Culture Under Fascism

About the Images

The following citations are for the images shown above, left to right, illustrating books and other works included in the exhibit “Italian Life Under Fascism” in the Department of Special Collections in 1998.

  1. La Rivista Illustrata del Popolo d’Italia. Milan, 6 June 1926.
    • This pictorial magazine founded by Benito Mussolini and directed by Arnaldo Mussolini (the Duce’s brother) contains many articles related to the Italian leader and Fascism. The issue shown here includes a famous article on the XVth Biennial Art Exhibit in Venice written by Mussolini’s mistress Margherita Sarfatti, who played a major role in the Duce’s cultural development. Frank and outspoken in her criticism of the pressure brought to bear on the show’s organizers to show only established masters, she singles out for special praise a painting by the Austrian Oscar Kokoschka, whose avant-garde work would in a few years’ time be branded as degenerate and removed from German museums
  2. L’Artista Moderno. 10 December 1932.
    • Biweekly journal dedicated to applied and decorative art as well as architecture; it even includes the history of the book. The avant-garde in art, however, is studiously avoided.
  3. Opere Pubbliche. Rome, May 1932.
    • A monthly publication praising the public works program of the Fascist regime, ranging from archeology to railroads.
  4. Omnibus. Rome, 5 March 1938.
    • Poet, soldier, patriot, and quintessential “man of action,” Gabriele D’Annunzio was one of the glories of the regime. His most celebrated feat, which won him Mussolini’s early admiration, was his military expedition to reclaim the Adriatic city of Fiume for Italy in 1919. Although the secret Treaty of London (26 April 1915) had assigned Fiume to Yugoslavia, the Italians claimed it at the Paris Peace Conference on the principle of self-determination.
  5. L’Illustrazione Italiana. Milan, 30 July 1939 and 15 October 1939.
    • Prominent cultural activities of the Fascist regime in the fields of architecture, art, commerce, and film are lavishly represented in Italy’s version of Life magazine. Movies also played an important part in family life, as illustrated by an article featuring a photograph of the American actor Tyrone Power and his new bride Annabella honeymooning in Italy.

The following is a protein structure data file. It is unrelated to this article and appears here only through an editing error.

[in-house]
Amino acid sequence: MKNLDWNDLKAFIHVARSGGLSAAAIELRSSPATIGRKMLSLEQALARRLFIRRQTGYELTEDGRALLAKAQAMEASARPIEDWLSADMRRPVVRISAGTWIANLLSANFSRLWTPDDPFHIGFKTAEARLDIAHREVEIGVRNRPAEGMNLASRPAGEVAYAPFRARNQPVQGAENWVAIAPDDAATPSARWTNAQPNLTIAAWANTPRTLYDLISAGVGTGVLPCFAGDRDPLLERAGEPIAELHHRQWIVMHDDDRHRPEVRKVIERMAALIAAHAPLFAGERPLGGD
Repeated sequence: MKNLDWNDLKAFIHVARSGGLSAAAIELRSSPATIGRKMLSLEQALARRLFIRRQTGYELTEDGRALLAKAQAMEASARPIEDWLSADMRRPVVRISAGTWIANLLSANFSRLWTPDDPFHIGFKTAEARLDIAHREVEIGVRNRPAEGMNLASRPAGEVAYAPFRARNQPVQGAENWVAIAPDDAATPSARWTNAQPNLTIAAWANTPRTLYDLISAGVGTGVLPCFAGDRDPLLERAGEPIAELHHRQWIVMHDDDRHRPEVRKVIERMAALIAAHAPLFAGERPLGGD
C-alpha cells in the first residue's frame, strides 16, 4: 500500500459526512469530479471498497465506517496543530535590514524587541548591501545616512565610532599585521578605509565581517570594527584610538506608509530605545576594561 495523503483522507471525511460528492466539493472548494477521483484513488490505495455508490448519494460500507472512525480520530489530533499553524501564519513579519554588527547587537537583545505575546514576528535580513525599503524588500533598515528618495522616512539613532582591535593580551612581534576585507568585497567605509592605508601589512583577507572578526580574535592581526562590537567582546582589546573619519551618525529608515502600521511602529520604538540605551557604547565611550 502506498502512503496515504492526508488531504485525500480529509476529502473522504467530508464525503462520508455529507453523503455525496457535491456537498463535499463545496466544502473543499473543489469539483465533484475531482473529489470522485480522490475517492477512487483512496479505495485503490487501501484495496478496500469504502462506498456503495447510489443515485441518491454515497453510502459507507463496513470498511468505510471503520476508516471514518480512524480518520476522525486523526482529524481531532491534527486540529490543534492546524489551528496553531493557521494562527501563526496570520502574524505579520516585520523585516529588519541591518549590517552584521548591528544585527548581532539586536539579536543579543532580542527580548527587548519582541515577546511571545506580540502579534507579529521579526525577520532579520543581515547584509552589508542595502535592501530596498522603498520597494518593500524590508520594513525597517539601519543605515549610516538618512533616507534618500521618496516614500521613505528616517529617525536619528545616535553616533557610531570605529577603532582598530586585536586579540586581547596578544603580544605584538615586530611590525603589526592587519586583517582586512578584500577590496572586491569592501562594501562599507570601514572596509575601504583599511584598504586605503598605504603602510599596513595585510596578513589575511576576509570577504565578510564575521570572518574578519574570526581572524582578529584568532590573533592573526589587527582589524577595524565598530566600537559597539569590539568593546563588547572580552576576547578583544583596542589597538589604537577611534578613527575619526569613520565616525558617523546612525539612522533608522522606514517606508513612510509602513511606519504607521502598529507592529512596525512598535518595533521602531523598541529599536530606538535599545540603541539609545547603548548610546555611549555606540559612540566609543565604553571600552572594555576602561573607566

Additional Exhibit Items

The following items were part of the original exhibit in the Department of Special Collections but are not pictured above.

  • Domenico Venturini. I Fasti d’Italia. Poema. Rome: “Nuova Italia,” 1926.
    • More than the one poem the title advertises, this booklet contains some fifty verse compositions on a variety of patriotic subjects covering the age of Italian unification or Risorgimento (1821-1870), the Great War against Austria (1915-1918), and Fascism. The poems in the third section glorify Mussolini, the March on Rome, the monument to fallen Fascists, and similar subjects. The work is part of a series on “The Enhancement of Fascist Literature.” On loan from a private collection.
  • A B C Rivista d’Arte. Turin, February 1936.
    • A monthly review dedicated to Italian art. It is interesting to note that Fascist concerns do not seem to have affected this particular issue.
  • Informazioni per i Turisti. Rome, 1 April 1937.
    • Despite sanctions imposed by the League of Nations after the invasion of Abyssinia, Italy continued to attract foreign visitors. “Information” for tourists printed in Italian, French, English, and German features “civilizing” work in the Italian colonies, as well as cultural life in Italy proper, from museums to night clubs and film to greyhound racing, from railroad and airplane schedules to the hours of religious services. This publication also announces a concert conducted by the German Jew Bruno Walter, no longer permitted to perform in his own country.
  • Sul Mare. Trieste: Italia-Lloyd Triestino, 1937.
    • Artistic and architectural wonders of the Fascist regime are touted in this work published by the shipping line Italia-Lloyd Triestino.
  • Omnibus. Rome, 15 January 1938.
    • Although a large part of this popular weekly is devoted to Fascist propaganda, it takes note of such local and foreign cultural events as performances of the works of Pirandello and those of the Russian Theater.
  • Il Giornale della Radio Leonardo Bottinelli. Milan, 1938-1940.
    • Detailed weekly listings of all radio programs broadcast in Italy, and of major programs broadcast from ten other European countries (including those from short-wave stations), together with news articles on significant current events. After the promulgation of anti-semitic legislation in 1938, Jewish composers and musicians disappeared from the listings.
  • “Vincere.” Giornale della Giovent├╣ Italiana del Littorio. Rome, 30 July 1942.
    • A propaganda magazine for youth. After the Nazi Party hosted cultural “manifestations” for European young people in Weimar in June 1939, the Italians promptly returned the favor in Florence. Curiously, this report appeared three years later.
  • Confederazione Fascista Professionisti e Artisti-Sezione di Lucca. Istituto Nazionale di Cultura Fascista. Letter (duplicated typescript), 27 June 1941. Federale, or local party head.